Meet the late Alaafin’s son, Adetona, TILLAMAN, Nigeria’s top hip-hop artist who promotes culture, national unity with music

By Bode Durojaiye.

The sound and definition of Nigerian pop music has changed massively since it became a notable component of worldwide mainstream music.

The global exposure of such young artists would be a more accurate measure of the quality of Nigerian pop, not because its globalisation is considered a validation of the genre – the validation occurs when the music organically develops a following on the Nigerian streets.

Rather the globalisation of Nigerian pop would be an extension of the flame of joy and hope as Nigerians know it, a testament of our ability to endure and a gift to those desperate to endure through their own adversity.

The success of these artists in penetrating international borders will be a major victory for a people often marginalised across international borders for always being takers and never givers because the crossover of culture has always aided the crossover of people.

And nothing aids the crossover of culture more than the crossover of art.



For black cultures, the crossover has occurred mostly via music. The musical styles, slangs, and dressings of genres such as jazz, reggae, dancehall and hip-hop have expanded the influence of black cultures over different periods.

The manner or styles modern music follows is a perplexing profusion which is mostly contemporary or reflects certain cultural norms.

Nigerian music is incomparable to other African countries in terms of cultural output, social connectedness and internet influence. The country’s artistry remains mystery to others and simultaneously, the most fervently adventurous audience.

The country’s performance in music is sterling locally and globally even though artists from other countries might put the same efforts or use the same tools, Nigerians have taken music beyond its basic purpose; “music for the soul” to a means of survival.

One of such young talented Nigerian hip hop star that is making the wave both locally and in the diaspora in the promotion of cultures through music is Prince Adetona Adeyemi, popularly in the entertainment world as TILLAMAN.



Prince Adetona Adeyemi is a biological son of the Alaafin of Oyo, Oba ( Dr.) Lamidi Olayiwola Adeyemi 111.

TILLAMAN ‘s Brand of music is distinctly different as showcased to the world that music is cultural, and that all Nigerian cultures have their respective music.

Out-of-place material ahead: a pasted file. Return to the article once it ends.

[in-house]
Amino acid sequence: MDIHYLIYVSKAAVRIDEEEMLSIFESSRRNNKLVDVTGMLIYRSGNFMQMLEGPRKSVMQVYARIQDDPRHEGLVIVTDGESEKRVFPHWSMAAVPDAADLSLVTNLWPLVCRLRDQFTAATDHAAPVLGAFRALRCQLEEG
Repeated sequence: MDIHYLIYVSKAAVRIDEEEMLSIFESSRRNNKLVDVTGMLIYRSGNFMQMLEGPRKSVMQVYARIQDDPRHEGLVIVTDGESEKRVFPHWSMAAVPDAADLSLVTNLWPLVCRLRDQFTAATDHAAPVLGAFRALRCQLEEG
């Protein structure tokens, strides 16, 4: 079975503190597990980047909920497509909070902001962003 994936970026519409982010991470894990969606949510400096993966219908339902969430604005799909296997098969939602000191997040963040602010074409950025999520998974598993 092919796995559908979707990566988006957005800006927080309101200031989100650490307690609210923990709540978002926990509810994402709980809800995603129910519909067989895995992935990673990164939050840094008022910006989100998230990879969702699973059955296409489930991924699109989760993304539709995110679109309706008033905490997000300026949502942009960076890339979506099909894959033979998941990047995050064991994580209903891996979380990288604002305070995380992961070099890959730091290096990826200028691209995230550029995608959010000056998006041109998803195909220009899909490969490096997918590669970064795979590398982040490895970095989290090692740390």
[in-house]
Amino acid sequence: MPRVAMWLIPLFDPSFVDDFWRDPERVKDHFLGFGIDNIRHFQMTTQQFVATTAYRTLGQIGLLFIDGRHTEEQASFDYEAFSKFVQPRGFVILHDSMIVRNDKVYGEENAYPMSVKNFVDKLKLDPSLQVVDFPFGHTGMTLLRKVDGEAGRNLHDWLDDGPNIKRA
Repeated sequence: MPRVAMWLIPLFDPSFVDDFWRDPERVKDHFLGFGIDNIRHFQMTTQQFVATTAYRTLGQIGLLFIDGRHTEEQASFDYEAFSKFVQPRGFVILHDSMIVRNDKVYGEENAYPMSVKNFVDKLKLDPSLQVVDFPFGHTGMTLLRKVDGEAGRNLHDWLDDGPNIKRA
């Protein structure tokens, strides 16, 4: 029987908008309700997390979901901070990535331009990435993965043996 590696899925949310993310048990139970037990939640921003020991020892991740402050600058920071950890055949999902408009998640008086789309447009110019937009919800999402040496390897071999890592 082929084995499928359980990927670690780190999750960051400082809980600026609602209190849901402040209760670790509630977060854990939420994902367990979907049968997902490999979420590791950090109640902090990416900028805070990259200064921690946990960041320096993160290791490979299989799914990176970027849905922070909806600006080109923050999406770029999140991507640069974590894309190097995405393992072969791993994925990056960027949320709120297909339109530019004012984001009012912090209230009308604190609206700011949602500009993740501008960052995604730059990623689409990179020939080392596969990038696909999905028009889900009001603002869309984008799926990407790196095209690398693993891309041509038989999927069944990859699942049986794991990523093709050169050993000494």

TILLAMAN’s music came into being due to the fact that despite the promotion, development and sustenance bids of several artists, scholars and concerned authorities, the teeming Nigerians both locally and in the diaspora are yet to be roused towards and properly educated, sensitised and re-oriented on and towards indigenous music.

It is against this backdrop that TILLAMAN emerged to call for a change in these regards.

TILLAMAN also properly, constantly and adequately promotes, and projects Nigeria’s image positively, promote unity, oneness and mutual coexistence through music in the globalised Western hostile village, and allow for culture continuity and national development.

In an exclusive interview with FREEDOM ONLINE on why he chose to promote culture and national unity through music , TILLAMAN said, ” If you’re like us, music is everything. It’s a huge part of our lives and to be honest, we’d probably be lost without it. But do we realize just how much of an influence it really has on us and our cultural identity?



“Music is therapy. Music moves people. It connects people in ways that no other medium can. It pulls heart strings. It acts as medicine. It’s like a time capsule.
There’s nothing quite like a song to capture what was going on culturally at that time, and like a time capsule, it’s captured for eternity. The slang and language usage are so indicative of the times, and you can probably recall exactly when a song was made based on what is mentioned.

“The mentions of current fashion trends, technology, popular foods and celebrities are some of the most telling, and they eternalize key parts of our culture that might otherwise be forgotten. We can thank music for reminding us of the cultural trends of yesteryears”.

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